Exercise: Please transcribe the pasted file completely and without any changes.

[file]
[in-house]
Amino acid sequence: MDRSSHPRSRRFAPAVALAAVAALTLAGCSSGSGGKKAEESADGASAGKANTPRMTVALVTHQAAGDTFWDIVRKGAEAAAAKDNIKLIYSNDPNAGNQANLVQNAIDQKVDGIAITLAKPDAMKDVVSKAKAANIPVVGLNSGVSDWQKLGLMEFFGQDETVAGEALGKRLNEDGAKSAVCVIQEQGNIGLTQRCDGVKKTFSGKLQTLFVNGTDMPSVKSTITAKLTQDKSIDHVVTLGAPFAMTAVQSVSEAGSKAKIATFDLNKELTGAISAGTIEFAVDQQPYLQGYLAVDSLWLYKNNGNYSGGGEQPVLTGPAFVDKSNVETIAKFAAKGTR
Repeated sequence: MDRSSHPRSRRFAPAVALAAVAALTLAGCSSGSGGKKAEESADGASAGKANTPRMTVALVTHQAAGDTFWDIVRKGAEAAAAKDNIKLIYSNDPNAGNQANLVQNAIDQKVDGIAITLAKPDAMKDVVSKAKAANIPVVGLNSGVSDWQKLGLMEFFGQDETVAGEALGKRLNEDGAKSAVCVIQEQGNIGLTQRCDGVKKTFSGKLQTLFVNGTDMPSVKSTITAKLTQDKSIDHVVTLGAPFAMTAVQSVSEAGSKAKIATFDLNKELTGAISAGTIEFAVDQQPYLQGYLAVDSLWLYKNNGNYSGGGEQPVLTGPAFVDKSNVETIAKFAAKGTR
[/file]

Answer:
[in-house]
Amino acid sequence: MDRSSHPRSRRFAPAVALAAVAALTLAGCSSGSGGKKAEESADGASAGKANTPRMTVALVTHQAAGDTFWDIVRKGAEAAAAKDNIKLIYSNDPNAGNQANLVQNAIDQKVDGIAITLAKPDAMKDVVSKAKAANIPVVGLNSGVSDWQKLGLMEFFGQDETVAGEALGKRLNEDGAKSAVCVIQEQGNIGLTQRCDGVKKTFSGKLQTLFVNGTDMPSVKSTITAKLTQDKSIDHVVTLGAPFAMTAVQSVSEAGSKAKIATFDLNKELTGAISAGTIEFAVDQQPYLQGYLAVDSLWLYKNNGNYSGGGEQPVLTGPAFVDKSNVETIAKFAAKGTR
Repeated sequence: MDRSSHPRSRRFAPAVALAAVAALTLAGCSSGSGGKKAEESADGASAGKANTPRMTVALVTHQAAGDTFWDIVRKGAEAAAAKDNIKLIYSNDPNAGNQANLVQNAIDQKVDGIAITLAKPDAMKDVVSKAKAANIPVVGLNSGVSDWQKLGLMEFFGQDETVAGEALGKRLNEDGAKSAVCVIQEQGNIGLTQRCDGVKKTFSGKLQTLFVNGTDMPSVKSTITAKLTQDKSIDHVVTLGAPFAMTAVQSVSEAGSKAKIATFDLNKELTGAISAGTIEFAVDQQPYLQGYLAVDSLWLYKNNGNYSGGGEQPVLTGPAFVDKSNVETIAKFAAKGTR